Why is there less blood loss with robotic-assisted surgery?

The enhanced three-dimensional view with magnification can allow the surgeon to see blood vessels even more easily than is possible with open surgery.  This superior visualization along with precise movement of the surgeon-controlled robotic arms improves the ability to expose and control blood vessels adjacent to the surgical field.

Blood loss is also reduced because the pressure generated by the gas used to inflate the abdomen during surgery compresses small blood vessels, which provides surgeons with a better and more expansive view of the operating area.

What are the risks of robotic-assisted surgery?

incision comparison open surgery vs. robotic surgeryRobotic-assisted surgery is major surgery performed through small incisions.  It has the same kinds of risks that open surgery has including injuries to intra-abdominal organs.  There are risks of medical complications such as stroke, heart attacks and blood clots in the legs.  General anesthesia is generally very safe, but occasionally there are complications with this as well.

Use of small incisions for laparoscopy usually means less pain and discomfort compared to large abdominal incisions.  Therefore, robotic and standard laparoscopic surgery can minimize the risks of wound infections, pneumonia and blood clots in the legs, because only small incisions are required.

The benefits of any surgical procedure cannot be guaranteed.  Pre-operative assessment of a patient’s overall health is a key element in every surgical decision at UC Davis. Successful outcomes depend on both the patient and the procedure.  Patients should always discuss all the treatment options with their physician to understand the risks and benefits.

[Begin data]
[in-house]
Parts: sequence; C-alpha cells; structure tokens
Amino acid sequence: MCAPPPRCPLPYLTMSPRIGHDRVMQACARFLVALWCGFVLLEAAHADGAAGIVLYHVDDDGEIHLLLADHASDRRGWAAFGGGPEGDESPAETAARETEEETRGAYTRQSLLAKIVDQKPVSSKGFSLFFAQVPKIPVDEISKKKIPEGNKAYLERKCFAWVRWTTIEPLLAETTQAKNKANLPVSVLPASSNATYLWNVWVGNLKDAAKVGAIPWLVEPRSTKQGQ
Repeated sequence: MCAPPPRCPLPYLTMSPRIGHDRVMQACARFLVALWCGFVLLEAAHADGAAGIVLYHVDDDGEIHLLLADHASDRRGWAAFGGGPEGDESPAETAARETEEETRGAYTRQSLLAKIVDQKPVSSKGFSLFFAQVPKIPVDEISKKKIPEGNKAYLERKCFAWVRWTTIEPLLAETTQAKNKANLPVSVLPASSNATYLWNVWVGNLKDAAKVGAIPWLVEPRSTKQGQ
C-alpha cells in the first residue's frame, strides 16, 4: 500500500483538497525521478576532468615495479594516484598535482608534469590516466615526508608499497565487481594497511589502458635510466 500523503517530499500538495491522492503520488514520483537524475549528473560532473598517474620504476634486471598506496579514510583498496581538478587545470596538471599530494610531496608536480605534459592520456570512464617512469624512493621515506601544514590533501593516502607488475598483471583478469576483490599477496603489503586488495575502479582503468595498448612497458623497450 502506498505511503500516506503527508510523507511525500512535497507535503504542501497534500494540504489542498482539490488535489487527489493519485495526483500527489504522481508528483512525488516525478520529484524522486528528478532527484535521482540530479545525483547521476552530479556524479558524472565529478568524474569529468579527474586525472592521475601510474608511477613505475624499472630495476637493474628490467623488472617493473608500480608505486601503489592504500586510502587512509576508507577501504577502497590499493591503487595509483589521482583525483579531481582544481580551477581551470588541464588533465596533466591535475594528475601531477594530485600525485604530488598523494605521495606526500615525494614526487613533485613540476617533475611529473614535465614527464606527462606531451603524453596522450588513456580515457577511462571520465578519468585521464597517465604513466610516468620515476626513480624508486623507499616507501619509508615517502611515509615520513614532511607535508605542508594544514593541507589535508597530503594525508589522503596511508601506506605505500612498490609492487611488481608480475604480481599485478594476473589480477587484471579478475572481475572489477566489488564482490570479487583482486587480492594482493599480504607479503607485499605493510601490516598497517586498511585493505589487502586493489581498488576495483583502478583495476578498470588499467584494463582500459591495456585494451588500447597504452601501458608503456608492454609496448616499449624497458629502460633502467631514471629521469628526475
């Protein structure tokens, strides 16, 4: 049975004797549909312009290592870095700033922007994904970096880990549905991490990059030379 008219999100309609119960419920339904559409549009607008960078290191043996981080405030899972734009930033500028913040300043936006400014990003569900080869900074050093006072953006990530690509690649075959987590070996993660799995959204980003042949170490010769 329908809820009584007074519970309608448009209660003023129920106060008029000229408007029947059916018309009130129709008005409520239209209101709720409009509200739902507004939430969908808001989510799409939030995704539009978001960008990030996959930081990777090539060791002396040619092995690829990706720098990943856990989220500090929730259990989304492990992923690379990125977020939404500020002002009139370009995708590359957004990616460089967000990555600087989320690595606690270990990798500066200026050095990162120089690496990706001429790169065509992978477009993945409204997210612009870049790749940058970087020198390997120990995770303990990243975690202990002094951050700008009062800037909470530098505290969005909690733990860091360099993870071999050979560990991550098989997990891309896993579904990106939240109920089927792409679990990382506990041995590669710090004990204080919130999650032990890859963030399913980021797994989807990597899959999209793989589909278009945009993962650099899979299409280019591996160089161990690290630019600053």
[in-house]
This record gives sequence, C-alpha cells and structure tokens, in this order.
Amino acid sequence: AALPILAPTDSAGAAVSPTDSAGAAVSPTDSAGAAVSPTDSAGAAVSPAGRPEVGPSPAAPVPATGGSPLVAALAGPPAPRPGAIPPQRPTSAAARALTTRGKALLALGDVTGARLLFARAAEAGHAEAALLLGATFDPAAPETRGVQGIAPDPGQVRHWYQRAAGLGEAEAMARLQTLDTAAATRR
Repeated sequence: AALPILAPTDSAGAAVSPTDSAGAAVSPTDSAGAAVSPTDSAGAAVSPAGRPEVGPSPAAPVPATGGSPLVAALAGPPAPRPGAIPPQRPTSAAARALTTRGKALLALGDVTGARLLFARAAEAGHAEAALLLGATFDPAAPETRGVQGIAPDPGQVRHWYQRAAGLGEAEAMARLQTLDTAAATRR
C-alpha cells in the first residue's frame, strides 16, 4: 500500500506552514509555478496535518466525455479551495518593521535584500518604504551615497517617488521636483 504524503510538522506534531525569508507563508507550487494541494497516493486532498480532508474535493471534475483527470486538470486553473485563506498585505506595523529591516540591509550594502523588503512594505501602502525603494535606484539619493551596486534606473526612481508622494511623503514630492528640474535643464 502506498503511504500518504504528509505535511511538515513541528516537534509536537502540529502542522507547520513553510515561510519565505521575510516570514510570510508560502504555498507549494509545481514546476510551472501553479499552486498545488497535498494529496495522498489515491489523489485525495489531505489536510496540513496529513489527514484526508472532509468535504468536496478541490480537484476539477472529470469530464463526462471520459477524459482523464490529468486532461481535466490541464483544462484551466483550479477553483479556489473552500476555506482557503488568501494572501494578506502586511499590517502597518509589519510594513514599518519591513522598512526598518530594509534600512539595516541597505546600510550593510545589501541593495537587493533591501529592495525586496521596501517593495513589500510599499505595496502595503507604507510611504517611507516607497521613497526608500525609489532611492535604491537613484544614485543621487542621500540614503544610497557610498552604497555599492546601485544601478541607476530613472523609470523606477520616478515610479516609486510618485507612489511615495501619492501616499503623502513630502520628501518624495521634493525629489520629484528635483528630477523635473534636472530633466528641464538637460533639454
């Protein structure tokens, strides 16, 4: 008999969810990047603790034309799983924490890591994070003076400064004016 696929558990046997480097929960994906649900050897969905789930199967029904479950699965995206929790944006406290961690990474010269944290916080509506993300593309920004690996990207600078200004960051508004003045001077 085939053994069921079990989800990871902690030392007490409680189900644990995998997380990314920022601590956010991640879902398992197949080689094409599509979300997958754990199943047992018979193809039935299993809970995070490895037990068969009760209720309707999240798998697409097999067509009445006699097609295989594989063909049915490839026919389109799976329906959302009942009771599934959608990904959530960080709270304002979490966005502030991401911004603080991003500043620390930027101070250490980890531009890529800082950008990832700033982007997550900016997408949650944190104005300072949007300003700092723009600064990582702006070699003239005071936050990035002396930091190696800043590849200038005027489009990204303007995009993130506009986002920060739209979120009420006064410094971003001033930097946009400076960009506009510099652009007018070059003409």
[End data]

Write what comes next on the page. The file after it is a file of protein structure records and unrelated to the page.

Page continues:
What are the patient criteria for robotic-assisted procedures?

Not all patients are suitable for robotic surgery. Severe medical problems and/or advanced age may mean that the patient cannot tolerate the special positioning and length of the procedure. Severe obesity is a common limitation, although robotic surgery can sometimes be successful when standard laparoscopy is not feasible. Severe intra-abdominal adhesions due to previous surgery may prevent a minimally invasive approach. UC Davis’ surgeons will discuss your treatment options and help you decide the best course of action.

What about long-term follow-up from robotic-assisted procedures?

Follow-up care depends on the condition being treated. Most patients who undergo a robotic-assisted procedure usually have one or two post-operative visits, unless there are complications. If the patient has cancer, follow-up visits to monitor the patient for a possible recurrence is standard care (but is no different than with standard abdominal surgery). Patients may or may not need additional cancer treatments, depending on the pathology report following surgery. Your physician will develop a post-operative action plan for you.